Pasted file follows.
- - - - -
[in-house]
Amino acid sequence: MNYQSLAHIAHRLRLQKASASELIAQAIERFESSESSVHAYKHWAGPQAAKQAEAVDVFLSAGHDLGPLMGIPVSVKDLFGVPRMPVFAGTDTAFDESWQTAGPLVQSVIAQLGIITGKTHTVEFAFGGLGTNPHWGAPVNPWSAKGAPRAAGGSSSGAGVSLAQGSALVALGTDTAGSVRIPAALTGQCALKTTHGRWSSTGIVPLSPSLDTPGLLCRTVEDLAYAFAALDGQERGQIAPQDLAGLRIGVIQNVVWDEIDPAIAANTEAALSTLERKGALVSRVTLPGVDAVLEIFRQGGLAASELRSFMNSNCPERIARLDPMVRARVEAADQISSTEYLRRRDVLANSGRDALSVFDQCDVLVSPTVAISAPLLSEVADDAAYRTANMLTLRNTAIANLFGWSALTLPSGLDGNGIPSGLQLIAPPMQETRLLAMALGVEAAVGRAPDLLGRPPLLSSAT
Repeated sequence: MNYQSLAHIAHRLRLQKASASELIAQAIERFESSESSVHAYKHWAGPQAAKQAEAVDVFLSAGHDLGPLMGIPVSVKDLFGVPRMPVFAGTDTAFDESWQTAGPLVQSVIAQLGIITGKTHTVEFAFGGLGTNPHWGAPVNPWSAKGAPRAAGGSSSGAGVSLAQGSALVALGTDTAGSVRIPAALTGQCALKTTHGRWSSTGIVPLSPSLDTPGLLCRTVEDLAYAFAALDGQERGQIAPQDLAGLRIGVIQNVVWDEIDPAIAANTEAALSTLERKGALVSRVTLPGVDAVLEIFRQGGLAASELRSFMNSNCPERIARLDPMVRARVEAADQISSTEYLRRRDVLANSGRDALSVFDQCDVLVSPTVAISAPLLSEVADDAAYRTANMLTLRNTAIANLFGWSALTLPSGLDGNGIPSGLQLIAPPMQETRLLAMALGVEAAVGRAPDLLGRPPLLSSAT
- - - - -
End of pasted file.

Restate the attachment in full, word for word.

[in-house]
Amino acid sequence: MNYQSLAHIAHRLRLQKASASELIAQAIERFESSESSVHAYKHWAGPQAAKQAEAVDVFLSAGHDLGPLMGIPVSVKDLFGVPRMPVFAGTDTAFDESWQTAGPLVQSVIAQLGIITGKTHTVEFAFGGLGTNPHWGAPVNPWSAKGAPRAAGGSSSGAGVSLAQGSALVALGTDTAGSVRIPAALTGQCALKTTHGRWSSTGIVPLSPSLDTPGLLCRTVEDLAYAFAALDGQERGQIAPQDLAGLRIGVIQNVVWDEIDPAIAANTEAALSTLERKGALVSRVTLPGVDAVLEIFRQGGLAASELRSFMNSNCPERIARLDPMVRARVEAADQISSTEYLRRRDVLANSGRDALSVFDQCDVLVSPTVAISAPLLSEVADDAAYRTANMLTLRNTAIANLFGWSALTLPSGLDGNGIPSGLQLIAPPMQETRLLAMALGVEAAVGRAPDLLGRPPLLSSAT
Repeated sequence: MNYQSLAHIAHRLRLQKASASELIAQAIERFESSESSVHAYKHWAGPQAAKQAEAVDVFLSAGHDLGPLMGIPVSVKDLFGVPRMPVFAGTDTAFDESWQTAGPLVQSVIAQLGIITGKTHTVEFAFGGLGTNPHWGAPVNPWSAKGAPRAAGGSSSGAGVSLAQGSALVALGTDTAGSVRIPAALTGQCALKTTHGRWSSTGIVPLSPSLDTPGLLCRTVEDLAYAFAALDGQERGQIAPQDLAGLRIGVIQNVVWDEIDPAIAANTEAALSTLERKGALVSRVTLPGVDAVLEIFRQGGLAASELRSFMNSNCPERIARLDPMVRARVEAADQISSTEYLRRRDVLANSGRDALSVFDQCDVLVSPTVAISAPLLSEVADDAAYRTANMLTLRNTAIANLFGWSALTLPSGLDGNGIPSGLQLIAPPMQETRLLAMALGVEAAVGRAPDLLGRPPLLSSAT